Meeting with Francis Maude | 4th November 2014
On 4th November 2014, seven members of the UK Open Government Civil Society Network met Francis Maude (Minister for the Cabinet Office) and officials from the Cabinet Office Transparency Team to discuss progress and next steps on the Open Government Partnership in the UK.
Civil Society Network
Andy Williamson, Democratise
Anthony Zacharzewski, Democratic Society
Claire Schouten, International Budget Partnership
Martin Tisne, Omidyar Network
Rachel Davies, Transparency International UK
Simon Burall, Involve
Tim Hughes, Involve
Kitty von Bertele
Progress to date
Claire Schouten introduced a discussion on progress to date on the behalf of the civil society network.
The value of open government principles being applied to private as well as public sector organisations was highlighted, and the government’s recognition of this through the commitments included in the 2013-15 National Action Plan was welcomed.
Attention was drawn to the positive developments from the action plan, including the commitments on beneficial ownership and the anti-corruption action plan. The UK’s leadership on beneficial ownership in G20 was welcomed.
There has been a marked difference in the level of constructive engagement during the process of developing the 2013-15 National Action Plan. However, civil society representatives reported the need for more consistency across government departments in engaging with civil society on the delivery of commitments.
A circular or statement from the minister outlining expectations for all in terms of collaborative engagement would help government and civil society was suggested. The movement of staff and retaining knowledge of the process has been a particular problem.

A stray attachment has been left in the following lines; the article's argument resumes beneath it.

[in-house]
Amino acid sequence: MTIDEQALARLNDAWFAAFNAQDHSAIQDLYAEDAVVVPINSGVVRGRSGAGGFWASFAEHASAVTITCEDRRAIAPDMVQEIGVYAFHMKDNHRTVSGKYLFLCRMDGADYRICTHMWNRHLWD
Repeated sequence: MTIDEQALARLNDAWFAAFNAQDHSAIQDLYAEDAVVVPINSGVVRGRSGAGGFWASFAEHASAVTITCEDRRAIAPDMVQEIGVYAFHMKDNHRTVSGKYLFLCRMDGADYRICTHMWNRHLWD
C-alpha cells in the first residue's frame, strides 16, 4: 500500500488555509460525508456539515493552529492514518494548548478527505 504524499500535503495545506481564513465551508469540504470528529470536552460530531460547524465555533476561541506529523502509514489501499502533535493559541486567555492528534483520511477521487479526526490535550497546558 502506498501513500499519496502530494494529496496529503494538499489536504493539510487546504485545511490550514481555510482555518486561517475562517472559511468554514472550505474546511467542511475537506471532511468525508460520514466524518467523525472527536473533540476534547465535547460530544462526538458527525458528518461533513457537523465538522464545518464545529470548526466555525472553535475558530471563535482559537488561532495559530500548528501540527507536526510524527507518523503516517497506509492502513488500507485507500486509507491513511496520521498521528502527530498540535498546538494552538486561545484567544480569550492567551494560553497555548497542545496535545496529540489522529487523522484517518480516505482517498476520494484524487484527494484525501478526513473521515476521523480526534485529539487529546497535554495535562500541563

More notice from government departments on opportunities to engage was requested, in order that civil society can provide more constructive feedback. Government tends to allow itself much more time to prepare something, than it allows others to comment on it, which needs to be overcome in order to support civil society engagement.
Collaboration between government and civil society needs to carry through to the delivery of commitments. This needs to be factored into the development of the next National Action Plan. The collaborative and open process could be as, if not more, transformational as many of the commitments.
The process must not become a tick box exercise by government departments, but allow for the unpicking of issues. It was questioned how the process and relationships between government and civil society could be improved. Regular reviews are not enough. It was suggested that government department to department peer exchange might help to embed culture change.
Regarding the status of commitments, Francis Maude felt that progress had been good despite some commitments being behind schedule. He remarked that if this were not the case, then the action plan would likely have not been ambitious enough. The minister spoke of his commitment and pride in what’s been achieved, but emphasised that the rest of the world is moving fast and the UK can’t rest on our laurels. He spoke of being very keen to ensure we continue to do challenging things.
Government will be assessing the engagement between government and civil society as part of its own self assessment, including what has and hasn’t worked well.
It was suggested that lessons could be taken from the legislative openness group’s public facing events as a way of building and maintaining momentum, and getting more people involved in the process.
The OGP has given ‘rocket boosters’ to work already taking place in government, such as on open policy making. While it is not yet the default, it has become more normal. It was suggested that support for open policy making now needed to move from a hand-holding to a supportive role.
Francis Maude said that he felt the case for open policy making being the only way of doing things still needed to be made: Where a policy issue is not controversial, it doesn’t matter how you make policy, so you may as well make it openly; Where a policy issue is controversial, if you try to make policy in the traditional way then you start with the maximum amount of suspicion – the open policy model is the only way you can mobilise support and get consensus. Unless you go to great lengths to show your working and there are no fears of hidden agendas, you just won’t get things done.